So, I’ve been considering how we might deal with the complexity of open linked data for an entire university (I’m still growing that map, contributions welcome). At a basic level, what we’ve discussed is having a top level index of other datasets. What I would like to aim for is that people could write tools which can find the primary URI for an organisation and find what elements of open data are available, or if the standard element they want is auto-discoverable.

Let me walk you through a scenario. I’m going to a seminar in Building X1 of Example University. I’ve already installed a phone app which helps me navigate open linked data for organisations. The app. understands many standard patterns of data organisations provide.

It is also preloaded with the fact that <> can be resolved to get a list of basic information about UK universities. In this case we want the  primary, and resolvable URI for Example university, but it also contains a list of homepages, domains, foaf:located_near to the nearest major city, the URI for the university and a few more handy facts to hold at the level. It also describes them all as of rdf:type jisc:University and many as somens:OpenOrgPattern which indicates we can resolve the URI as RDF and it will tell us some basic facts about the org,, and more usefully it will tell us what sub datasets are available indicated, where meaningful, by a set of standard rdf classes indicating both the semantic meaning of each sub-dataset and what pattern or patterns it is made available as.

Selecting the “UK Universities List” I can easily navigate to example university. It’s guessed it from typing “Exa”. The URI is <>

Now the phone nips off and grabs (or uses a cached copy of) the RDF document describing Example University. This document isn’t too large. It tells us some basic foaf such as the name, homepage and primary phone numbers etc. It also defines a whole bunch of hasDataset relations to a variety of datasets from key parts of the institution. Each of these has an rdfs:label, at least one rdf:type indicating its content and usually one indicating what pattern the dataset implements.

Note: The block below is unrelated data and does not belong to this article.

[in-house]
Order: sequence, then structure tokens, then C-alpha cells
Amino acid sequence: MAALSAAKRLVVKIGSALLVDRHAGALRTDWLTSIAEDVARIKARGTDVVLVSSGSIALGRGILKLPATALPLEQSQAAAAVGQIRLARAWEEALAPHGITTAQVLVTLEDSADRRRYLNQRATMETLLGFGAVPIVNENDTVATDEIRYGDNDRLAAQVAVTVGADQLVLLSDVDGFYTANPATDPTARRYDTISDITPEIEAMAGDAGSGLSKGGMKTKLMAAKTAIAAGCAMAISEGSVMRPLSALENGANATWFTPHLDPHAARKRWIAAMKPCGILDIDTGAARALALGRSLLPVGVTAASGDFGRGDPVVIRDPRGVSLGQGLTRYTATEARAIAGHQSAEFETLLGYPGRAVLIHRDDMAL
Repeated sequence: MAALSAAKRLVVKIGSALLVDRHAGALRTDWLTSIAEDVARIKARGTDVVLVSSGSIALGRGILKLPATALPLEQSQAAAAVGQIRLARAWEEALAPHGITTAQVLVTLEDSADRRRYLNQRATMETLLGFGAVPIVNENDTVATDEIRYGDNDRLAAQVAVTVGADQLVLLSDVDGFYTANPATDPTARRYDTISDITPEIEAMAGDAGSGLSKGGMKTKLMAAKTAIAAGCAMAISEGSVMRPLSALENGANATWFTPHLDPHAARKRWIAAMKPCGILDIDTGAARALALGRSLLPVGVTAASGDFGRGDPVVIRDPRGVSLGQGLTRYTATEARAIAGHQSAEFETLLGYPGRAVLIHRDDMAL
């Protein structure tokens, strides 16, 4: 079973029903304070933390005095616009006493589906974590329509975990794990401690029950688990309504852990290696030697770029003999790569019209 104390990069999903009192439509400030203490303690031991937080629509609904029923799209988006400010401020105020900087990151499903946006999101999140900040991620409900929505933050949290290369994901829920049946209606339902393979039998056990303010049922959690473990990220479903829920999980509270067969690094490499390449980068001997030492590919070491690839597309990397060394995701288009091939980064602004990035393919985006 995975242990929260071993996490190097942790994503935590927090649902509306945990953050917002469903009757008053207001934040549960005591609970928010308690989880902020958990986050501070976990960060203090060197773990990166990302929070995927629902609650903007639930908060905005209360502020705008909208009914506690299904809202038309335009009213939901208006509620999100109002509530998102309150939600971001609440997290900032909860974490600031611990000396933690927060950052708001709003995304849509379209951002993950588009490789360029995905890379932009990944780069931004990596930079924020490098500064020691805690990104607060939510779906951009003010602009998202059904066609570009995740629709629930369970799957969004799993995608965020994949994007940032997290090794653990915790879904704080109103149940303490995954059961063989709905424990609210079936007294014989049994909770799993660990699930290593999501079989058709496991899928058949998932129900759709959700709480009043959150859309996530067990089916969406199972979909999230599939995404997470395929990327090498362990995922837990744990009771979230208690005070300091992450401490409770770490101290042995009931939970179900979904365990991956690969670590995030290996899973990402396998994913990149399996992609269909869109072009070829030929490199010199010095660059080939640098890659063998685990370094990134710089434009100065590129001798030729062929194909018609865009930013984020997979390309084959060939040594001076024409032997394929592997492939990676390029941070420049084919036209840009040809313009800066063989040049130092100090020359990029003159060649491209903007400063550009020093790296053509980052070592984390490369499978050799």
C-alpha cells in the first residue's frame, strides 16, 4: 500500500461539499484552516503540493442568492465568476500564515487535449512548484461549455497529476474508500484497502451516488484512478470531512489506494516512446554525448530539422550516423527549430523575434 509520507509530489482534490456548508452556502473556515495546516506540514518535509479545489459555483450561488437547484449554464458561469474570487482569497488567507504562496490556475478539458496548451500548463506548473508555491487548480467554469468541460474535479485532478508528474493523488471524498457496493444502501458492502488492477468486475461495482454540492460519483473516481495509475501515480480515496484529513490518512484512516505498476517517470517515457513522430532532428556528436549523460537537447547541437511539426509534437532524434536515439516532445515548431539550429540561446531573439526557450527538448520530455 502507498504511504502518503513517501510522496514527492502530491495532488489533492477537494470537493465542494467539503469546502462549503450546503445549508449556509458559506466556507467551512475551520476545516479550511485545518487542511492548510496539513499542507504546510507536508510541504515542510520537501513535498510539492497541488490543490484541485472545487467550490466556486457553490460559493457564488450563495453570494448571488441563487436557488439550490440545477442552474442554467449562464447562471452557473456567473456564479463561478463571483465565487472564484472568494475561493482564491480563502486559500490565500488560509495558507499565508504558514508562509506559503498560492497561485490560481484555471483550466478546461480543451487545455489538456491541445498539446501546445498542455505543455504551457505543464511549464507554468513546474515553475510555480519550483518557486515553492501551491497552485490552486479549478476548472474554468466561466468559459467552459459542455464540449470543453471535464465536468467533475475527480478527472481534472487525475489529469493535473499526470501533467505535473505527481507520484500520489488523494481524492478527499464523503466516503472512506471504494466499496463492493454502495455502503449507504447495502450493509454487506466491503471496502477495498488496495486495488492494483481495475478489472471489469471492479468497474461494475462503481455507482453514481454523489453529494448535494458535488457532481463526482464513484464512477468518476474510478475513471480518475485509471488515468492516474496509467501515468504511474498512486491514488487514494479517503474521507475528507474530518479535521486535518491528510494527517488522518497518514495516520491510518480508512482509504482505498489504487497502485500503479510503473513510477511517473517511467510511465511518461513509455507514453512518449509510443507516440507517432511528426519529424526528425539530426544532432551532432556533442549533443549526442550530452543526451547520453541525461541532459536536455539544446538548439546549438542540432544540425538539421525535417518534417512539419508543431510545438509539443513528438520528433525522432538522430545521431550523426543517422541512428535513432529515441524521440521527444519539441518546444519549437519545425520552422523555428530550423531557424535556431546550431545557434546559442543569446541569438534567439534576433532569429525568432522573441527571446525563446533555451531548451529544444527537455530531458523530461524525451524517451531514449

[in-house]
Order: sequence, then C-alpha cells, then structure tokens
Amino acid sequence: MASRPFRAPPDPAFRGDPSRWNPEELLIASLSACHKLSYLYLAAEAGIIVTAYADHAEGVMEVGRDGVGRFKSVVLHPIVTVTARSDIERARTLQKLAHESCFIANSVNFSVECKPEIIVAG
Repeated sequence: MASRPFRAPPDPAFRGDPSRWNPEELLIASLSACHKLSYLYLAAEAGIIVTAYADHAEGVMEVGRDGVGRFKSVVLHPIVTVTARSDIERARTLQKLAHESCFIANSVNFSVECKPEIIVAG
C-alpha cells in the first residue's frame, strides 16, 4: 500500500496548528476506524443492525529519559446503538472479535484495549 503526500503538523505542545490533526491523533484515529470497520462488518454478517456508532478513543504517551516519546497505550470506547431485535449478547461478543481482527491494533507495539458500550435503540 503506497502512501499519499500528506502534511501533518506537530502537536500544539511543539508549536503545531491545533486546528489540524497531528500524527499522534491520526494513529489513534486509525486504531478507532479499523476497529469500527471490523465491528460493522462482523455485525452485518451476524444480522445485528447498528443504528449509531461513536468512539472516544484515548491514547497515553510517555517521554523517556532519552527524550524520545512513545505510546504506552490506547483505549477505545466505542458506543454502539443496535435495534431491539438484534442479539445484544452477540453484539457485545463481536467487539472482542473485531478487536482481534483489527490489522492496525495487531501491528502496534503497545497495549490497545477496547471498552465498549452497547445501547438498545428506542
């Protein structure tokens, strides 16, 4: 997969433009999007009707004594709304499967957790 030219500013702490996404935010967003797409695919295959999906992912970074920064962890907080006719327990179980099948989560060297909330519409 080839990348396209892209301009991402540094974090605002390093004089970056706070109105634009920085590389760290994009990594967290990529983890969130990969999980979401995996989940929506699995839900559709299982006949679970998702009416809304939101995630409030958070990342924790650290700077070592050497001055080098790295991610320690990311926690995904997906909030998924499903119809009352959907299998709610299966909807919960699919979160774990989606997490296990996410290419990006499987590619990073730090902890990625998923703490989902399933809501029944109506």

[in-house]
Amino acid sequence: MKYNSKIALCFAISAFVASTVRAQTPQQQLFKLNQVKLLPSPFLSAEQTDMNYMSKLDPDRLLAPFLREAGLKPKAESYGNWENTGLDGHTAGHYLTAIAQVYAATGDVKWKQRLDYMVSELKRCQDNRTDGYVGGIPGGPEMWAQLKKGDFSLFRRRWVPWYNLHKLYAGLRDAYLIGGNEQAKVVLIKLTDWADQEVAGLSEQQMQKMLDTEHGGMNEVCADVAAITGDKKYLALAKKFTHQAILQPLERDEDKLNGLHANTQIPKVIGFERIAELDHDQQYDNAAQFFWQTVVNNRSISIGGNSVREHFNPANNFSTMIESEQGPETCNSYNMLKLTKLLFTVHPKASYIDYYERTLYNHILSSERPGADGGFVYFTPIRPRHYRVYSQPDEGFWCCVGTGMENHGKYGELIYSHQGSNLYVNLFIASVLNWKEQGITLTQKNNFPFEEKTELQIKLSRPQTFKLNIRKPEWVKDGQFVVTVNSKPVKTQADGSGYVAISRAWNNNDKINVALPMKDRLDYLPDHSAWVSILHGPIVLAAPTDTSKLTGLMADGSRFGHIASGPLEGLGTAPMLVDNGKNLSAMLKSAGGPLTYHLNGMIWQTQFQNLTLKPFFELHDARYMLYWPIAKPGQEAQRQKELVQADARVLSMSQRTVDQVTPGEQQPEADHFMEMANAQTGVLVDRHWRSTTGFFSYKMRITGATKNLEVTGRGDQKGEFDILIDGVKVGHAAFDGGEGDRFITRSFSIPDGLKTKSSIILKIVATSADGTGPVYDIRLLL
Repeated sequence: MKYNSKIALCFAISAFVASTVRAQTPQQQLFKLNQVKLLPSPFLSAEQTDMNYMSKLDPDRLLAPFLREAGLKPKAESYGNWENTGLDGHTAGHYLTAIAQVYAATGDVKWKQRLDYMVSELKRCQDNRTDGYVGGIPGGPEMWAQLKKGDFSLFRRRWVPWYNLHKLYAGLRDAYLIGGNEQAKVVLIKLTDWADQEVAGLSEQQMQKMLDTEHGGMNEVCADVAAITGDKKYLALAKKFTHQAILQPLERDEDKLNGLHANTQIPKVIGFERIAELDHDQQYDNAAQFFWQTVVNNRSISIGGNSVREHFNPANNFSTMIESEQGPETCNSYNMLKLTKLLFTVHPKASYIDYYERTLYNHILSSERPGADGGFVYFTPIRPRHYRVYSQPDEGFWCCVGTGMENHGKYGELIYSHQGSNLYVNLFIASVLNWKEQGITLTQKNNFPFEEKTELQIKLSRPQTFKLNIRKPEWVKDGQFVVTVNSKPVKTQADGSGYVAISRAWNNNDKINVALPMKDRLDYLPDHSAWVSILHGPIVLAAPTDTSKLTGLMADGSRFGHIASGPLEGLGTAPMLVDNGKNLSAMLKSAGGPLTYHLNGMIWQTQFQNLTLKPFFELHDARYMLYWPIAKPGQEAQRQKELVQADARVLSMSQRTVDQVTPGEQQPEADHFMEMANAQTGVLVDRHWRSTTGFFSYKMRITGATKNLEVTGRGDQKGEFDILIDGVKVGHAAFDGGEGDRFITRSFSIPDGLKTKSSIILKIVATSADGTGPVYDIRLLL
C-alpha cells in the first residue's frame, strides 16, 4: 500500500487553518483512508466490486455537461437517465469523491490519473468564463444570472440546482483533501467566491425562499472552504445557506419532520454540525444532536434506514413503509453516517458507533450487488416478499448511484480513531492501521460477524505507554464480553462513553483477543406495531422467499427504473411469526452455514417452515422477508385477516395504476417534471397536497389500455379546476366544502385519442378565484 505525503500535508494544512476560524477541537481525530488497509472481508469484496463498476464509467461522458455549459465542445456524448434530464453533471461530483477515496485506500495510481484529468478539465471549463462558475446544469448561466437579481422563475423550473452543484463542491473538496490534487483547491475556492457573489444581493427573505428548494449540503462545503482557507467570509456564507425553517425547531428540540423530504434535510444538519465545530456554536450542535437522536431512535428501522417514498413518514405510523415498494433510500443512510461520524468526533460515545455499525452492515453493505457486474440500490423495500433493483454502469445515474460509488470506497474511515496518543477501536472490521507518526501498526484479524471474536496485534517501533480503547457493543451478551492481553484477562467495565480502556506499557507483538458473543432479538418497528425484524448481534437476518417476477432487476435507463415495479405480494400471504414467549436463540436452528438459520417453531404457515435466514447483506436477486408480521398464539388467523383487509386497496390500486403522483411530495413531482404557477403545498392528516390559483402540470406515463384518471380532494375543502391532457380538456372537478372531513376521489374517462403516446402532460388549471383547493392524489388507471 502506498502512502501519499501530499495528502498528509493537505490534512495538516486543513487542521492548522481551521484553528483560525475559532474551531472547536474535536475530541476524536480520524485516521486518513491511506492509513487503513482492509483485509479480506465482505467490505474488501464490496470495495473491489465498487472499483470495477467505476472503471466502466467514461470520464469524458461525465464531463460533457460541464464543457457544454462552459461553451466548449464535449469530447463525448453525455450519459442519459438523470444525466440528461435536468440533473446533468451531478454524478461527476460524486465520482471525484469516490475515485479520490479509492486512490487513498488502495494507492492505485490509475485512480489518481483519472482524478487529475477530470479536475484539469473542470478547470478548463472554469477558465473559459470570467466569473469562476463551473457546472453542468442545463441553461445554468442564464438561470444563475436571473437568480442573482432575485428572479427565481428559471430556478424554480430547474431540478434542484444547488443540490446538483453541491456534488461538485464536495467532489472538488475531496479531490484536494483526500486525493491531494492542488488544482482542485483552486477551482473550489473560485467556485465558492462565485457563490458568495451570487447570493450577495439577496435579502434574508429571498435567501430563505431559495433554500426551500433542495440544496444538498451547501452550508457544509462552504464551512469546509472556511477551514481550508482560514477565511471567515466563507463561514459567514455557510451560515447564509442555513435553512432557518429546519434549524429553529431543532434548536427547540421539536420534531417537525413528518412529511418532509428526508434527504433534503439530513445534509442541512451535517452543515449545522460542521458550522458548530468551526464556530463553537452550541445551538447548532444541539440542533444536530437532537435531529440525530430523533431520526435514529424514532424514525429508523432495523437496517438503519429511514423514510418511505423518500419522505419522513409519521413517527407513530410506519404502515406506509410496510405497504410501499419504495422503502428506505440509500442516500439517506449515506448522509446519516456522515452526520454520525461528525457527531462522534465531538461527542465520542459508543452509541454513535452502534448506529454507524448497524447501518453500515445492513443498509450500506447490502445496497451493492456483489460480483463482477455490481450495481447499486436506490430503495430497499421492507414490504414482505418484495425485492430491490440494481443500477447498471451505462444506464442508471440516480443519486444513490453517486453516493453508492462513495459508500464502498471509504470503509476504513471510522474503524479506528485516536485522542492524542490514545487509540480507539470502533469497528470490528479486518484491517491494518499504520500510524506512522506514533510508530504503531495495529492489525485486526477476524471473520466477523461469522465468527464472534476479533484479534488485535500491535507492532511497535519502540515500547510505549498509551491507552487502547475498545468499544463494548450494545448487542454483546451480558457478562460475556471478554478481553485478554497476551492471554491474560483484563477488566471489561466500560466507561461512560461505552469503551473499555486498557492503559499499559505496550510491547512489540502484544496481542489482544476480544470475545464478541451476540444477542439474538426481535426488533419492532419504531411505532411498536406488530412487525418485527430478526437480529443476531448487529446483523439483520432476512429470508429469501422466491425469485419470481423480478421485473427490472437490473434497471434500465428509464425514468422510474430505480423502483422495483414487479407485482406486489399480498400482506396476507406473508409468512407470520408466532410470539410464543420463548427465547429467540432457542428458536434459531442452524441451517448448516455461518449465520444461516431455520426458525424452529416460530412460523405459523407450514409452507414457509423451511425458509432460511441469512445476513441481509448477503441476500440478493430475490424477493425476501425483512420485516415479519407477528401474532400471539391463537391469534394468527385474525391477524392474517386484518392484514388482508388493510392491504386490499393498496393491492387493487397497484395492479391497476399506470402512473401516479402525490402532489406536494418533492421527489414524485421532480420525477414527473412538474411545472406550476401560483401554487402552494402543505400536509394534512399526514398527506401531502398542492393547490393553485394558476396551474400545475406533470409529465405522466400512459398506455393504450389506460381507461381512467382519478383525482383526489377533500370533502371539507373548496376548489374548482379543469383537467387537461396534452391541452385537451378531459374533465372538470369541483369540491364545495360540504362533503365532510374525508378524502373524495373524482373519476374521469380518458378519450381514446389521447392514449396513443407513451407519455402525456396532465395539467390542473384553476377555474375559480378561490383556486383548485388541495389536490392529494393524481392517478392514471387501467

For example;

   rdf:type <> ;    
   rdf:type myns:ResearchRepository 
   rdfs:label "Example University Research Repository" .

Maybe there’s more data about voID and licenses which isn’t a required part of the OpenOrgPattern. If so my phone doesn’t currently understand it so we ignore it. My phone has discovered a dataset of type myns:OpenBuildingsPattern and is going to follow that. From there it can understand how to find a list of the names of all buildings, and easily find my the lat & long of building X1 and show it on a map. It’s spotted another standard dataset it undestands that’s part of the RDF returned by and that’s myns:PublicTransport which lists locations of relevant transport nodes such as bus-stops train stations and taxi ranks etc. and adds the nearest ones to the map it’s showing me, along with nearby public carparks it found in the OpenBuildingsPattern.

To make all this awesomeness happen, all that’s needed is to start converging on some standard patterns and give software clues of how to consume it.

— Chistopher Gutteridge

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2 Responses

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  1. Jodi Schneider says

    ‘Application profiles’ are one way to express these sorts of patterns.

  2. Christopher Gutteridge says

    Ah, I’d heard the phrase “Application Profile” but never twigged that that’s what it meant.

    There appears to be a lot of work describing these patterns but I can see nothing about people consuming them.

    I’m moving slightly away from the idea of declaring and RDF document to be a specific profile, and more towards using a predicate to incicate that a document (probably RDF) defines the subject using a specific profile (Application Profile).

    These great big committees defining standards are all very well, but I plan to build the applications as I go. This makes it easier for people to santiy check their data.

    For example, see

    There’s a PHP tool to render it, eg see